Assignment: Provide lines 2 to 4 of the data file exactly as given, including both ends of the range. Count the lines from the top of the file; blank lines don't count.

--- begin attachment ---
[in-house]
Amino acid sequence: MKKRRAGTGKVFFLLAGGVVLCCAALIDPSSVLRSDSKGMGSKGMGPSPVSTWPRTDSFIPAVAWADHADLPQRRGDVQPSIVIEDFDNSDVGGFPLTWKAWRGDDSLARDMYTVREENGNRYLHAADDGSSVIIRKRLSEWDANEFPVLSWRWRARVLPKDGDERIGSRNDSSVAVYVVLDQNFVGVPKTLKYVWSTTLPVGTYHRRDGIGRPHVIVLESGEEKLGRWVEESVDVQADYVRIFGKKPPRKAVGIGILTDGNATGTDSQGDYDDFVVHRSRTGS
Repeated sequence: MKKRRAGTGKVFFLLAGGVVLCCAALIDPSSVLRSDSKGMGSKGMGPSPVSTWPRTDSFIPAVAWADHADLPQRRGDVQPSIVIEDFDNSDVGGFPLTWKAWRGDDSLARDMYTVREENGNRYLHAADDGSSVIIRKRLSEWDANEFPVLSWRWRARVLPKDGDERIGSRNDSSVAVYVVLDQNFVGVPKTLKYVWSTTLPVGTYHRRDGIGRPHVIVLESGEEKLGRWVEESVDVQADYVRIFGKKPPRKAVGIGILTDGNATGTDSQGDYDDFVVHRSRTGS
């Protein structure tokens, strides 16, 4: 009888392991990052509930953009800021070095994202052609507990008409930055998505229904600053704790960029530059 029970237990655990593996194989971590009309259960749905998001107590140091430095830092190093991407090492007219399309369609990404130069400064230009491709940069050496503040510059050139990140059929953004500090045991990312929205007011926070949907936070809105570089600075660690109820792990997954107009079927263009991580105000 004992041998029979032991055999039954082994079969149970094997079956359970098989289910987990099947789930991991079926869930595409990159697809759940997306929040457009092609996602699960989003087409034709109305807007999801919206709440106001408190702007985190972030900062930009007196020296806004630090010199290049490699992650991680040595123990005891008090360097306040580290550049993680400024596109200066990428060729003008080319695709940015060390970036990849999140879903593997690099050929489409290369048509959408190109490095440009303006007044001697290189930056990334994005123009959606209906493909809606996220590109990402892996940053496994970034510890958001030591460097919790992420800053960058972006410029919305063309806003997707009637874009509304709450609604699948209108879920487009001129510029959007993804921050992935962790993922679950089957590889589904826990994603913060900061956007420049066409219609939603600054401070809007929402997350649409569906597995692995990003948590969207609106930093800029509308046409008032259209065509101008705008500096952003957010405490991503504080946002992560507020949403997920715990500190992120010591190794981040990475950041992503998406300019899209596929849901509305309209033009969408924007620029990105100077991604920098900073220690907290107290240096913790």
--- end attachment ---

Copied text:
Amino acid sequence: MKKRRAGTGKVFFLLAGGVVLCCAALIDPSSVLRSDSKGMGSKGMGPSPVSTWPRTDSFIPAVAWADHADLPQRRGDVQPSIVIEDFDNSDVGGFPLTWKAWRGDDSLARDMYTVREENGNRYLHAADDGSSVIIRKRLSEWDANEFPVLSWRWRARVLPKDGDERIGSRNDSSVAVYVVLDQNFVGVPKTLKYVWSTTLPVGTYHRRDGIGRPHVIVLESGEEKLGRWVEESVDVQADYVRIFGKKPPRKAVGIGILTDGNATGTDSQGDYDDFVVHRSRTGS
Repeated sequence: MKKRRAGTGKVFFLLAGGVVLCCAALIDPSSVLRSDSKGMGSKGMGPSPVSTWPRTDSFIPAVAWADHADLPQRRGDVQPSIVIEDFDNSDVGGFPLTWKAWRGDDSLARDMYTVREENGNRYLHAADDGSSVIIRKRLSEWDANEFPVLSWRWRARVLPKDGDERIGSRNDSSVAVYVVLDQNFVGVPKTLKYVWSTTLPVGTYHRRDGIGRPHVIVLESGEEKLGRWVEESVDVQADYVRIFGKKPPRKAVGIGILTDGNATGTDSQGDYDDFVVHRSRTGS
């Protein structure tokens, strides 16, 4: 009888392991990052509930953009800021070095994202052609507990008409930055998505229904600053704790960029530059 029970237990655990593996194989971590009309259960749905998001107590140091430095830092190093991407090492007219399309369609990404130069400064230009491709940069050496503040510059050139990140059929953004500090045991990312929205007011926070949907936070809105570089600075660690109820792990997954107009079927263009991580105000 004992041998029979032991055999039954082994079969149970094997079956359970098989289910987990099947789930991991079926869930595409990159697809759940997306929040457009092609996602699960989003087409034709109305807007999801919206709440106001408190702007985190972030900062930009007196020296806004630090010199290049490699992650991680040595123990005891008090360097306040580290550049993680400024596109200066990428060729003008080319695709940015060390970036990849999140879903593997690099050929489409290369048509959408190109490095440009303006007044001697290189930056990334994005123009959606209906493909809606996220590109990402892996940053496994970034510890958001030591460097919790992420800053960058972006410029919305063309806003997707009637874009509304709450609604699948209108879920487009001129510029959007993804921050992935962790993922679950089957590889589904826990994603913060900061956007420049066409219609939603600054401070809007929402997350649409569906597995692995990003948590969207609106930093800029509308046409008032259209065509101008705008500096952003957010405490991503504080946002992560507020949403997920715990500190992120010591190794981040990475950041992503998406300019899209596929849901509305309209033009969408924007620029990105100077991604920098900073220690907290107290240096913790």